Voter Registration Deadlines, Fall 2008

As you can see, deadlines have already passed in some states. If you’re not registered, go do it!


ALABAMA: October 24, 2008

ALASKA: October 5, 2008

ARIZONA: October 6, 2008

ARKANSAS: October 6, 2008

CALIFORNIA: October 20, 2008

COLORADO: October 6, 2008

CONNECTICUT: October 21, 2008 (mail-in); October 28, 2008 (walk-in)

DELAWARE: October 11, 2008

DISTRICT of COLUMBIA: October 6, 2008

FLORIDA: October 6, 2008

GEORGIA: October 6, 2008

HAWAII: October 6, 2008

IDAHO: October 10, 2008 (mail-in); if you miss the mail-in deadline, you can still register on Election Day (November 4, 2008)

ILLINOIS: October 7, 2008

INDIANA: October 6, 2008

IOWA: October 25, 2008 (mail-in); if you miss the mail-in deadline, you can still register on Election Day (November 4, 2008)

KANSAS: October 20, 2008

KENTUCKY: October 6, 2008

LOUISIANA: October 6, 2008

MAINE: October 21, 2008 (mail-in); if you miss the mail-in deadline, you can still register on Election Day (November 4, 2008)

MARYLAND: October 14, 2008

MASSACHUSETTS: October 15, 2008

MICHIGAN: October 6, 2008

MINNESOTA: October 14, 2008 (mail-in); November 3, 2008 (walk-in); if you miss the mail-in deadline, you can still register on Election Day (November 4, 2008)

MISSISSIPPI: October 6, 2008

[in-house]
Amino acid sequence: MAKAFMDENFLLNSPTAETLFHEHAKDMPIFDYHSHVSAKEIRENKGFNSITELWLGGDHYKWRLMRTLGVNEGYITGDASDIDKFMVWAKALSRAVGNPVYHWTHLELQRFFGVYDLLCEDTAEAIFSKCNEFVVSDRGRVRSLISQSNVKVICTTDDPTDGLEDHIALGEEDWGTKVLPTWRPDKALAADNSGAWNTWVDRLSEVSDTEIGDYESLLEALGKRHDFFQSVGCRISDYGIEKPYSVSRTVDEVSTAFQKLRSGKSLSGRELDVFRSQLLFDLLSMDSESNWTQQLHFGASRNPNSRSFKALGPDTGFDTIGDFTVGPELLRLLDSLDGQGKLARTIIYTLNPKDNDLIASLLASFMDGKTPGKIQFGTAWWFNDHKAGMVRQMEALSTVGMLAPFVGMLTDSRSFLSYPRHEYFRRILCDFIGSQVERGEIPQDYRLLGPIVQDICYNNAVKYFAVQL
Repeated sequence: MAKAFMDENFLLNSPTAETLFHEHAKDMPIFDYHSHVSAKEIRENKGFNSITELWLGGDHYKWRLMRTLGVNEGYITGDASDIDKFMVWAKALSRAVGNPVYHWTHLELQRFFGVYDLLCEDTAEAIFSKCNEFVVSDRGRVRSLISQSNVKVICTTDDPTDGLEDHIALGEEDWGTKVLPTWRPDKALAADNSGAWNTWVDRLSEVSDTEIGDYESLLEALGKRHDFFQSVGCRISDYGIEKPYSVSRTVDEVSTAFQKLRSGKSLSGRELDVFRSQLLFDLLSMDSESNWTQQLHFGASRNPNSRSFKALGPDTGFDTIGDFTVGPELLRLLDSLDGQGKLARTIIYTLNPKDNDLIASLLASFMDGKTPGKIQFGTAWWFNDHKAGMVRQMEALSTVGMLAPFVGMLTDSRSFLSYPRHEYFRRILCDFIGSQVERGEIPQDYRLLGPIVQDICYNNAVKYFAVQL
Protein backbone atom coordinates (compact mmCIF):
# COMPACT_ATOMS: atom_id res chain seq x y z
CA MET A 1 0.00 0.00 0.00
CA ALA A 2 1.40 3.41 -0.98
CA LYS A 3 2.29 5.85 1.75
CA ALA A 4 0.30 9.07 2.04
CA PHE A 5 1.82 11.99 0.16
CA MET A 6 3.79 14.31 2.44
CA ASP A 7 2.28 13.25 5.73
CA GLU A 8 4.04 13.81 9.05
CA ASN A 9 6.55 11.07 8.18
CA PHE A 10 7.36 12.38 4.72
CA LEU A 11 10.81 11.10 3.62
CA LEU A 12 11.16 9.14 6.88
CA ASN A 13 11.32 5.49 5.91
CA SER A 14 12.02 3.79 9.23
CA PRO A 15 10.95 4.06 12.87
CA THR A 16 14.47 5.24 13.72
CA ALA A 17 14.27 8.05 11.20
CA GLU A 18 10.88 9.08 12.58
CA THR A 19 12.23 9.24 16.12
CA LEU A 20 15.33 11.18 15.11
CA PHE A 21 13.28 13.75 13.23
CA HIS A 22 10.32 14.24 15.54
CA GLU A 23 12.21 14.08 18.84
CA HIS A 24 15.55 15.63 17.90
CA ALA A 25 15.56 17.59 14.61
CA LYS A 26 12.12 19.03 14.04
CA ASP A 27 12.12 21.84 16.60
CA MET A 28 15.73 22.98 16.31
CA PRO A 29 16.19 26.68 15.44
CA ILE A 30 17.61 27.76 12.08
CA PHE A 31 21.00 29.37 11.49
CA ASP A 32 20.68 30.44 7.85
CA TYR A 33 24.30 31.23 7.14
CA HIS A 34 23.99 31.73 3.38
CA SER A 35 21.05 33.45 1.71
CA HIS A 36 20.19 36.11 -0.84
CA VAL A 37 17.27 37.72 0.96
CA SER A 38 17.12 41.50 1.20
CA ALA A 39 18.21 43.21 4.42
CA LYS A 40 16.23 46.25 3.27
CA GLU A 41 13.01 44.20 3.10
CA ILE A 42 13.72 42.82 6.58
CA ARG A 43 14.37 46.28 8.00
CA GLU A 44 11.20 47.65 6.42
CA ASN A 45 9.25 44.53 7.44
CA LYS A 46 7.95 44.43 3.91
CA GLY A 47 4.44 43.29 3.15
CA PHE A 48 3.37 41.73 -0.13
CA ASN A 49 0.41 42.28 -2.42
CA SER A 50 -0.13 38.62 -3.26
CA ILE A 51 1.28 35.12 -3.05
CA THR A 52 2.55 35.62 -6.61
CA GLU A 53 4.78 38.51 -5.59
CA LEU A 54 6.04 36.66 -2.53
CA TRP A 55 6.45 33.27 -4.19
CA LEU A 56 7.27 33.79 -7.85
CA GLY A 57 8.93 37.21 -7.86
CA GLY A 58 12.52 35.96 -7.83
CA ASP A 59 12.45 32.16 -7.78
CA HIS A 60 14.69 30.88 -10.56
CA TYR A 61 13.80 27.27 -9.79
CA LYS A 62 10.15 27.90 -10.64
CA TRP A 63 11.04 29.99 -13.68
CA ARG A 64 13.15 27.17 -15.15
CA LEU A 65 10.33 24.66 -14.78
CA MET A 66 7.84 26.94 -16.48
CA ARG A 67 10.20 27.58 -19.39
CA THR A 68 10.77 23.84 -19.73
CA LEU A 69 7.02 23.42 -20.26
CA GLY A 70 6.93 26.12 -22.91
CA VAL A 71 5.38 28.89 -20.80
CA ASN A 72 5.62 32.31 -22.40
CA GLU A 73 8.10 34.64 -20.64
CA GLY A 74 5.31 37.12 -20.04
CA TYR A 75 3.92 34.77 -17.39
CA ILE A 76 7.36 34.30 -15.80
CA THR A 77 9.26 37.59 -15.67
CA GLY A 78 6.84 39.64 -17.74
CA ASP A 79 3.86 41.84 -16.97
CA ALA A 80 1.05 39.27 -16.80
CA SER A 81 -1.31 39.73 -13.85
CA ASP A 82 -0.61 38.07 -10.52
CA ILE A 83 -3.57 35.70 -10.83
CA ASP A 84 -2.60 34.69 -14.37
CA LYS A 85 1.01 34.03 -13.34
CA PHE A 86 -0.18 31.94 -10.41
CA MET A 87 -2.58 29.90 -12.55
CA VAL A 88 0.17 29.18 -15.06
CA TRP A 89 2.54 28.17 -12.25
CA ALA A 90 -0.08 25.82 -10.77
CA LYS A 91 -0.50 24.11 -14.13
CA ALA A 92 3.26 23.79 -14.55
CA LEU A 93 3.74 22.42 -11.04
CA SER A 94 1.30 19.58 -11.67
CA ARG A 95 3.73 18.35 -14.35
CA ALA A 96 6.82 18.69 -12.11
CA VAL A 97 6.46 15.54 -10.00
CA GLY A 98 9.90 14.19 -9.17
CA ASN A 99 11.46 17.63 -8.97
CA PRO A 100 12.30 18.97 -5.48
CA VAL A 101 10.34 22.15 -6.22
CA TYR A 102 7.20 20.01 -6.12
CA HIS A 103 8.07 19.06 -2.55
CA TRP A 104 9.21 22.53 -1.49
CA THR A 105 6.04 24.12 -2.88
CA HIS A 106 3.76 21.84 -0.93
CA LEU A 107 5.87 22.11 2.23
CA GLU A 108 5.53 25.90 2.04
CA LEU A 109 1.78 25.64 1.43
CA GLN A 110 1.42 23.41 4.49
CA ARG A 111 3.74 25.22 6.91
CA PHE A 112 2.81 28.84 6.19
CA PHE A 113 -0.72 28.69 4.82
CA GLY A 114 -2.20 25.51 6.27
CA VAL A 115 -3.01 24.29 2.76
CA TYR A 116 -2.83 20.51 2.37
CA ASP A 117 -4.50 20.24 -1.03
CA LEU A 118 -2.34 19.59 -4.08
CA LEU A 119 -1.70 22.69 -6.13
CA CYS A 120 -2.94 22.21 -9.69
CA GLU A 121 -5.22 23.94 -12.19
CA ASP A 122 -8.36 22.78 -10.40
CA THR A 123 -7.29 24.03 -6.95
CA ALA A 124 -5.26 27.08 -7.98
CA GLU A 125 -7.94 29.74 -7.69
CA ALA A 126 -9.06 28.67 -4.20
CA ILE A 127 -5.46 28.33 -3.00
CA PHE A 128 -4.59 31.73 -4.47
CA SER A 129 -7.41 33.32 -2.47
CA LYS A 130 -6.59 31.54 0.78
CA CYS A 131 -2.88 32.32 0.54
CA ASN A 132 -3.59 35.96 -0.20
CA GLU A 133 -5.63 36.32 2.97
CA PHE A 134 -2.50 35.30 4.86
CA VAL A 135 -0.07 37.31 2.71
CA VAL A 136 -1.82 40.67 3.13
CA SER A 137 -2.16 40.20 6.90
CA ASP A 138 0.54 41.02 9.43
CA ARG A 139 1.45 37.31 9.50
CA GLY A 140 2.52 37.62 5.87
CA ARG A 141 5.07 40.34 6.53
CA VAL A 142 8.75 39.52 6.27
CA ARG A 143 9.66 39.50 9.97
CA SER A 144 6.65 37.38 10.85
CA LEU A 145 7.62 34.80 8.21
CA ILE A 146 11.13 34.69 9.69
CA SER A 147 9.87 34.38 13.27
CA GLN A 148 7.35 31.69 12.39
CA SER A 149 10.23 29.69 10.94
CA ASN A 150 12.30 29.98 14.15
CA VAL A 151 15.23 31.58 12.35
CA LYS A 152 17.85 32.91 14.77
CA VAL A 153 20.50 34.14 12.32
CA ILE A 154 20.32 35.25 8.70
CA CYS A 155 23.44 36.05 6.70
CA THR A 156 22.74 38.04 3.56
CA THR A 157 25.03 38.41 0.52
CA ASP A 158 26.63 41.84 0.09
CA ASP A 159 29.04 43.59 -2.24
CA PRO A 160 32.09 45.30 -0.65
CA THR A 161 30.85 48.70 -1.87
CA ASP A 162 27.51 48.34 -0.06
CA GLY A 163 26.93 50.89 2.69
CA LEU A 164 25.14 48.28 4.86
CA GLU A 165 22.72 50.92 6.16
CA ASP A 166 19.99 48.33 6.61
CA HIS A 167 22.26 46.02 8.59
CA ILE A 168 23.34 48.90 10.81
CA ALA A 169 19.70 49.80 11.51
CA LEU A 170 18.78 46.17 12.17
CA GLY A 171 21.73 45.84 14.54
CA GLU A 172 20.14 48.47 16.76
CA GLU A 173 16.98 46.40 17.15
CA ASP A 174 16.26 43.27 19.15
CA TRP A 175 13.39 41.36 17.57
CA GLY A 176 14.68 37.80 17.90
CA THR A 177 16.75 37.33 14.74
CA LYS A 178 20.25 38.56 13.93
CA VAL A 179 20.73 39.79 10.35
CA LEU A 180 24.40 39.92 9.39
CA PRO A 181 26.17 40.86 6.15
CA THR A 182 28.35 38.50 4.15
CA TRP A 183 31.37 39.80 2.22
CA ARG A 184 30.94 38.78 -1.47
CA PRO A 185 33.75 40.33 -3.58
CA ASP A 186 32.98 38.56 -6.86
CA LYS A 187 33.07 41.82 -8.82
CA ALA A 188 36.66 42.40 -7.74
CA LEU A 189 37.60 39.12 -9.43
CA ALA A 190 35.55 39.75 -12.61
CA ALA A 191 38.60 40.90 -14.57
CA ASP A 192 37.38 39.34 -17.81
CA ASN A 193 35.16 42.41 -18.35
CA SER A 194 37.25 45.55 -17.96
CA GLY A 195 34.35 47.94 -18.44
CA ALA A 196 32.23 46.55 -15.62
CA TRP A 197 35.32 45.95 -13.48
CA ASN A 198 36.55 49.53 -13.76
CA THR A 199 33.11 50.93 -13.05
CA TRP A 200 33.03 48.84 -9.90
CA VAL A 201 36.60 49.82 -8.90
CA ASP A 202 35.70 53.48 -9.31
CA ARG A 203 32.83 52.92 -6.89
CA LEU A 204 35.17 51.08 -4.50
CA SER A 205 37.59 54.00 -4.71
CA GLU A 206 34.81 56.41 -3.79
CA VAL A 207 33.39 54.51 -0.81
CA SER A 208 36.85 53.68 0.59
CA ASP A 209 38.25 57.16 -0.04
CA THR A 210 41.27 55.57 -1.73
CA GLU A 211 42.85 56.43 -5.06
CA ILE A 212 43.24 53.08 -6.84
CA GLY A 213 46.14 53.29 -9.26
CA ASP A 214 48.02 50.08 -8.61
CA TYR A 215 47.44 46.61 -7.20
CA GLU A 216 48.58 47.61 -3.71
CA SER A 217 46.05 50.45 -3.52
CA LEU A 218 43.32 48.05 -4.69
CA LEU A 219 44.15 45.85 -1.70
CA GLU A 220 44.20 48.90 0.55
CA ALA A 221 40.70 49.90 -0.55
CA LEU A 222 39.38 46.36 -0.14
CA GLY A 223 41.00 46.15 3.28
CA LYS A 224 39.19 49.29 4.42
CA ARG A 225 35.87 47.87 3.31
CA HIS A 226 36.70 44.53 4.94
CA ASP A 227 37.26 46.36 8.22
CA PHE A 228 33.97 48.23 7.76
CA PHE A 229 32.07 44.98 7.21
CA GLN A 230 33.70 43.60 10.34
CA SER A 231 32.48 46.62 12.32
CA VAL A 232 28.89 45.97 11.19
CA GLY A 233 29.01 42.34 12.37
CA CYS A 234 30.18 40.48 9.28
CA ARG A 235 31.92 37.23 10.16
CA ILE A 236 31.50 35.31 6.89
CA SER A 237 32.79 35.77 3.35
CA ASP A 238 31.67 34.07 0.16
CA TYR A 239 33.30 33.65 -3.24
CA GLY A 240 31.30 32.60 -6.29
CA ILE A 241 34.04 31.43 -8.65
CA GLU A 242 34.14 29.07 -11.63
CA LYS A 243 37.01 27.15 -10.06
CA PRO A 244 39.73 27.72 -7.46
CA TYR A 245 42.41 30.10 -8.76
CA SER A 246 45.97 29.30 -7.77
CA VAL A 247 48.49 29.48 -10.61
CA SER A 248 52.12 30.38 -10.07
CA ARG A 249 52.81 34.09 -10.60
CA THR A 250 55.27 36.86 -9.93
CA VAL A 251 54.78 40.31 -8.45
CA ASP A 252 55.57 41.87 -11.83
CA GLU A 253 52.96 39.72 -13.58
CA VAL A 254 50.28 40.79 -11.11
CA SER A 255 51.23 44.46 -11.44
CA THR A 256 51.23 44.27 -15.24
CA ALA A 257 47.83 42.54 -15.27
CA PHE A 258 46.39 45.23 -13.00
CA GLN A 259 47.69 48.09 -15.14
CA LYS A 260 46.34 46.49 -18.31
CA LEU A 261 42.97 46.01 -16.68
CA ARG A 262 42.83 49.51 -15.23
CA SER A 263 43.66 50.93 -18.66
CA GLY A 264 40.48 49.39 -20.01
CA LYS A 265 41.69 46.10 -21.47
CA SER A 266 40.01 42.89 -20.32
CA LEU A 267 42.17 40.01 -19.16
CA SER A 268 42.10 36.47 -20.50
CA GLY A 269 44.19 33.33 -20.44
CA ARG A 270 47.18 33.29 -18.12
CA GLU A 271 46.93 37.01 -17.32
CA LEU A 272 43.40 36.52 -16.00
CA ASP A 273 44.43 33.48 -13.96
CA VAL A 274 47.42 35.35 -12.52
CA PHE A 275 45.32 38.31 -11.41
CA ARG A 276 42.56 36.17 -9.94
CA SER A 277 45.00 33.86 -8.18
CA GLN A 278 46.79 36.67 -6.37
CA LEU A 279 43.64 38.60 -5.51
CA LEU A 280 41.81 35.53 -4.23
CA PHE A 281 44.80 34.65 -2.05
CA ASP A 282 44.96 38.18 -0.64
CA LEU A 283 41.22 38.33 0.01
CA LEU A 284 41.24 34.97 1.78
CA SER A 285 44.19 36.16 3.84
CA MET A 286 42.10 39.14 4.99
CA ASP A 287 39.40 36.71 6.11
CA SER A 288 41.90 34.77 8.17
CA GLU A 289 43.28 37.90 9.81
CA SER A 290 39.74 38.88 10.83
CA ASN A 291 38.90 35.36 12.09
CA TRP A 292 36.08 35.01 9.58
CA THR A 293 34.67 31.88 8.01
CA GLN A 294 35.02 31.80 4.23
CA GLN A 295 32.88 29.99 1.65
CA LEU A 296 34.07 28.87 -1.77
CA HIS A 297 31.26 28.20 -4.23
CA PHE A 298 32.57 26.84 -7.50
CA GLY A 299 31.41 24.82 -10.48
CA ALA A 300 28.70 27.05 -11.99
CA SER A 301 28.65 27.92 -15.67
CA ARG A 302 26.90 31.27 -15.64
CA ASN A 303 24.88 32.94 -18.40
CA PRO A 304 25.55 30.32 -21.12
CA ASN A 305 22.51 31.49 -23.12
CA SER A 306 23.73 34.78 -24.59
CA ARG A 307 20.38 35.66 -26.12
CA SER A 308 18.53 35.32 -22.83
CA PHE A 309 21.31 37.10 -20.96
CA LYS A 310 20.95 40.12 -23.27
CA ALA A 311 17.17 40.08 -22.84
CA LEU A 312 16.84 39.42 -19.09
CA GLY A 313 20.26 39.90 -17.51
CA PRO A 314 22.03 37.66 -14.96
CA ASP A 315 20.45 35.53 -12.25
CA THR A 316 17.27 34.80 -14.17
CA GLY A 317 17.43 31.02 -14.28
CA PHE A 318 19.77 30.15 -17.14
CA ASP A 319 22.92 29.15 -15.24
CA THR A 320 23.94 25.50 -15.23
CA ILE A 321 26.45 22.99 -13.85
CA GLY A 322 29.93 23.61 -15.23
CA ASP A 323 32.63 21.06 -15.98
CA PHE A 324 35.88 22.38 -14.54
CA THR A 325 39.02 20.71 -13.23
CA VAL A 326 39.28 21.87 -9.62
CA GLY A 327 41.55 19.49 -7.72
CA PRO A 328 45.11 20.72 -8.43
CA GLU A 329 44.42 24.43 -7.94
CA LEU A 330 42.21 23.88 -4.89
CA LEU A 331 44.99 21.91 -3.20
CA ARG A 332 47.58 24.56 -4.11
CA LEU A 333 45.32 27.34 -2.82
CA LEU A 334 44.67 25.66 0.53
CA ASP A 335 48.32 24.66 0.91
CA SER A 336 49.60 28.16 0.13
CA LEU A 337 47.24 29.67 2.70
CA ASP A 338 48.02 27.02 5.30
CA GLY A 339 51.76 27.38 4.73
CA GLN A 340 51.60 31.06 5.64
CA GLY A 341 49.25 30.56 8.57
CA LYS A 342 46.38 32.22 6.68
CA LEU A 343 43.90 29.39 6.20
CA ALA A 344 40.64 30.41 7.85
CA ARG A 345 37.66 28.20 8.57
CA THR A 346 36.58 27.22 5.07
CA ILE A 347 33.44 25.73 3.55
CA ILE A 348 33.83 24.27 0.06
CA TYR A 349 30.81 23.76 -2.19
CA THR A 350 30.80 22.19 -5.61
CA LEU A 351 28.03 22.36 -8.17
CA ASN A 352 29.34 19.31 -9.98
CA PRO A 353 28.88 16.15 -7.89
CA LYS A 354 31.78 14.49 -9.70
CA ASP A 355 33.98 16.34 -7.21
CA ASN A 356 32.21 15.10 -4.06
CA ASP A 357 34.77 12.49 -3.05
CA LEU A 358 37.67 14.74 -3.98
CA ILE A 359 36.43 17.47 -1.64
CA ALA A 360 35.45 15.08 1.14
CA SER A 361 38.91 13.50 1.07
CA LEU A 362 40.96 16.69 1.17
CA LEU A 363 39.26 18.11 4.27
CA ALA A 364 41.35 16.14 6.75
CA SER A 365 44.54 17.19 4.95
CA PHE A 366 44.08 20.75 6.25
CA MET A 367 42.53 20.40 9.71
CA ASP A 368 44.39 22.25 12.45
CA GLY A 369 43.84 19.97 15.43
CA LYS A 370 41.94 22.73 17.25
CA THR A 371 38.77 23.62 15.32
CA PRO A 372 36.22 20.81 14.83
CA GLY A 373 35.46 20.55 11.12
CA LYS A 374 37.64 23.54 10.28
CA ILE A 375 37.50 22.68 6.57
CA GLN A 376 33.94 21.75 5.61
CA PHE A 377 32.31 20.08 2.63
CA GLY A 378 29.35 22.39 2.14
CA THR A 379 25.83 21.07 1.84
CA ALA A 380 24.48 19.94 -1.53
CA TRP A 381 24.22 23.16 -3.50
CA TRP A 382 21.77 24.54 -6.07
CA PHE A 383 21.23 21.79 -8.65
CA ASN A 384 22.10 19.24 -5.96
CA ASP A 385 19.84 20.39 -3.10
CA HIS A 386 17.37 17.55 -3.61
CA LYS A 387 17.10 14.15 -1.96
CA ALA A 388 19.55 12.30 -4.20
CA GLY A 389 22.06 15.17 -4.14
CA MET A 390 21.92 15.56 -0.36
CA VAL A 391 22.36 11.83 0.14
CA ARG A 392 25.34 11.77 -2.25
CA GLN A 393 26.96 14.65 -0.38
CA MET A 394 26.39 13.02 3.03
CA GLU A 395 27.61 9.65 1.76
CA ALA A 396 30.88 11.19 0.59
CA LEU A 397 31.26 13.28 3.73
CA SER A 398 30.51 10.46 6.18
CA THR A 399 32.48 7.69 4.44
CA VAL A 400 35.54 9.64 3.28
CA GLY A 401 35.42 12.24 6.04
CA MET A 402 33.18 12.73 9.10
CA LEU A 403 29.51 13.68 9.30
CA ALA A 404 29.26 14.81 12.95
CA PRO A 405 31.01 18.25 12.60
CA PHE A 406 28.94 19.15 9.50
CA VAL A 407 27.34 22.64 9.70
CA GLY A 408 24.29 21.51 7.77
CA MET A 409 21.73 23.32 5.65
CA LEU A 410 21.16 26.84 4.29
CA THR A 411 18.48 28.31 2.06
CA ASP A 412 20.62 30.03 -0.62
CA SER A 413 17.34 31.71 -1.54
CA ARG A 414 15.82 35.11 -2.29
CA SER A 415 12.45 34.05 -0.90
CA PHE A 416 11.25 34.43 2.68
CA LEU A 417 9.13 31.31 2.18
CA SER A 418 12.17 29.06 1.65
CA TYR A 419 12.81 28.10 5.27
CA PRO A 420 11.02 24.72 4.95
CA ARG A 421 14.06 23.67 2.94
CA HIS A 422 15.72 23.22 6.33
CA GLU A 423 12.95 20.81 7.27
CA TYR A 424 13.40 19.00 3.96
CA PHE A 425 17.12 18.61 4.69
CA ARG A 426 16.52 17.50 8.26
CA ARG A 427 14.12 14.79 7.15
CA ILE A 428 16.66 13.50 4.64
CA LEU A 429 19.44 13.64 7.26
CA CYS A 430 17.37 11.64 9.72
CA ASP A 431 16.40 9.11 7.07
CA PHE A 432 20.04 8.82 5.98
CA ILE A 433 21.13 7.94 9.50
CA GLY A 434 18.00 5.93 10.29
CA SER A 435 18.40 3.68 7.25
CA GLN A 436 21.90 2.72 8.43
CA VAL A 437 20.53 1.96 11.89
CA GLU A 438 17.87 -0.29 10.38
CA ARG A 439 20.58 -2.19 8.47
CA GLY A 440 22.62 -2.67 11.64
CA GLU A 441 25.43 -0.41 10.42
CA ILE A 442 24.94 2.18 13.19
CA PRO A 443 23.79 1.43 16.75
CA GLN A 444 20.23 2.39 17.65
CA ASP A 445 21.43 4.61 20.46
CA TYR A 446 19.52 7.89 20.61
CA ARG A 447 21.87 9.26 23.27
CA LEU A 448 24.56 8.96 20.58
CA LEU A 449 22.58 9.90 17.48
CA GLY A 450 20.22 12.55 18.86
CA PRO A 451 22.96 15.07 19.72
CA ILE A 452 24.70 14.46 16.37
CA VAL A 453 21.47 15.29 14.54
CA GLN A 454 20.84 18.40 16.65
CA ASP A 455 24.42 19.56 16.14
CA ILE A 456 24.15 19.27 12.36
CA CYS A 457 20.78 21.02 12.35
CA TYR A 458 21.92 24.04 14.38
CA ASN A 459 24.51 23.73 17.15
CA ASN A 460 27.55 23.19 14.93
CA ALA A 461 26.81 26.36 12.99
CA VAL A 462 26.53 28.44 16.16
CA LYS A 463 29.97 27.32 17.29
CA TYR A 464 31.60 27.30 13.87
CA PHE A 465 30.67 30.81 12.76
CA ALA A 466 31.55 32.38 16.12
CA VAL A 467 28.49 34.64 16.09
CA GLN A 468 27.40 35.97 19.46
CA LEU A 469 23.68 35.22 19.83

MISSOURI: October 8, 2008

MONTANA: October 6, 2008 (mail-in); if you miss the mail-in deadline, you can still register on Election Day (November 4, 2008)

NEBRASKA: October 17, 2008

NEVADA: October 4, 2008

NEW HAMPSHIRE: October 25, 2008; if you miss the mail-in deadline, you can still register on Election Day (November 4, 2008)

NEW JERSEY: October 14, 2008

NEW MEXICO: October 7, 2008

NEW YORK: October 10, 2008

NORTH CAROLINA: October 10, 2008

NORTH DAKOTA: no voter registration (required)

OHIO: October 6, 2008

OKLAHOMA: October 10, 2008

OREGON: October 14, 2008

PENNSYLVANIA: October 6, 2008

RHODE ISLAND: October 4, 2008

SOUTH CAROLINA: October 4, 2008

SOUTH DAKOTA: October 20, 2008

TENNESSEE: October 6, 2008

TEXAS: October 6, 2008

UTAH: October 6, 2008 (mail-in); October 20, 2008 (walk-in)

VERMONT: October 29, 2008

VIRGINIA: October 6, 2008

WASHINGTON: October 4, 2008 (mail-in); October 20, 2008 (walk-in)

WEST VIRGINIA: October 14, 2008

WISCONSIN: October 15, 2008 (mail-in); if you miss the mail-in deadline, you can still register on Election Day (November 4, 2008)

WYOMING: October 6, 2008 (mail-in); if you miss the mail-in deadline, you can still register on Election Day (November 4, 2008)

AMERICAN SAMOA: October 6, 2008

GUAM: October 24, 2008


PUERTO RICO: September 15, 2008

VIRGIN ISLANDS: October 4, 2008

Check your State’s Deadline; may register to vote in any State or territory using the Federal Post Card Application

[Condensed from here]